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New Schenectady councilman steps into office, controversy

New Schenectady councilman steps into office, controversy

The newest city council member ignited a brief controversy Monday night, when he was sworn in before

The newest city council member ignited a brief controversy Monday night, when he was sworn in before the public got a chance to comment on his appointment.

Carl Erikson, a Goose Hill resident, is replacing Mark Blanchfield on the City Council. Blanchfield was appointed a City Court judge last month and returned to the chambers Monday to swear in his replacement.

Erikson, a Democrat, must run for office this fall. But given the lack of Republican candidates at previous elections, and the overwhelming margin of registered Democratic voters in the city, he is widely expected to win.

So residents objected to the secretive way in which the Democratic Committee chose him, saying that under such circumstances the choice should be as transparent as an election campaign.

“There is no rush to fill the Council vacancy,” said Mary McClaine, who has sought the Democratic endorsement in the past. “Postpone the appointment until everyone who is interested in the position is given an opportunity to submit a resume and be properly interviewed by the city Democrats.”

Resident P.D. Voorhis agreed, saying that at the very least the council should have made Erikson’s resume public at Monday’s meeting.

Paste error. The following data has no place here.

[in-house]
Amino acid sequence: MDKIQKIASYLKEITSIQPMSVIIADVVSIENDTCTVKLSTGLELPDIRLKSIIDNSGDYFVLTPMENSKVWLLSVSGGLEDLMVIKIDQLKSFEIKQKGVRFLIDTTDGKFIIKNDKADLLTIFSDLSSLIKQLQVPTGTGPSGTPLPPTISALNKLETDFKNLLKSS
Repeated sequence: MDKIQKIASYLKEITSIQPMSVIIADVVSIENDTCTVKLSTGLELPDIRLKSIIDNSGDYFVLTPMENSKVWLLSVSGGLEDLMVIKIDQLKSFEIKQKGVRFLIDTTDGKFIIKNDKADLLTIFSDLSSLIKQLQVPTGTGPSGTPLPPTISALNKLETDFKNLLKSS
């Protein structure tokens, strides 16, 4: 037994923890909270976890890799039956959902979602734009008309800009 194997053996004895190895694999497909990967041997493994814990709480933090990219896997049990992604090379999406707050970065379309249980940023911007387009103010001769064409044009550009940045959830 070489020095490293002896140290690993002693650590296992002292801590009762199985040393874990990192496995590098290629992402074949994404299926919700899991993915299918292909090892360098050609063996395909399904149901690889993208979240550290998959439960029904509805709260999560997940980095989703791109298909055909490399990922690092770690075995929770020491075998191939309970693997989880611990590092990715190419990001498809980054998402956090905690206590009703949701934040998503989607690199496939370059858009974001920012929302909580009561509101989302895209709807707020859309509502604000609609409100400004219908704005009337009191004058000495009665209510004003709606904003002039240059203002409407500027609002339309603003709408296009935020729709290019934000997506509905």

“I do believe a resume is in order,” she said. “I didn’t know what your fit would be on the council, what you bring to the table.”

She added that she did not even know whether he was a Democrat or a Republican, since it had not been announced.

“I think we’re entitled to know that,” she said.

McClaine said Erikson is unqualified — though she offered no specifics.

This was shot down by Councilwoman Margaret King, who said Erikson’s financial background — he negotiated supply contracts for GE — would be “a real asset.”

“You are infinitely qualified to be on the council,” she told Erikson.

Council President Gary McCarthy, who denied McClaine’s request to speak before the council appointed Erikson, also told him to disregard her criticism.

“You’ll learn the more you’re criticized by Mary McClaine, the reaction from the voters is in the inverse,” he said.

Voorhis defended McClaine at once, saying, “That was completely uncalled for.”

Erikson introduced himself to the audience by saying that he’ll focus on taxes.

“We should spend every tax dollar as if it’s our last,” he said, calling that his first priority.

Improving the city neighborhoods — particularly with new sidewalks, streets and trees — is also a priority, he said.

He impressed one regular council critic. Harry Brand told him to stick to his guns on both priorities.

“By God I hope you stand by them and wake up some of these other people,” he said, referring to the rest of the council. “Our city taxes are completely out of control.”

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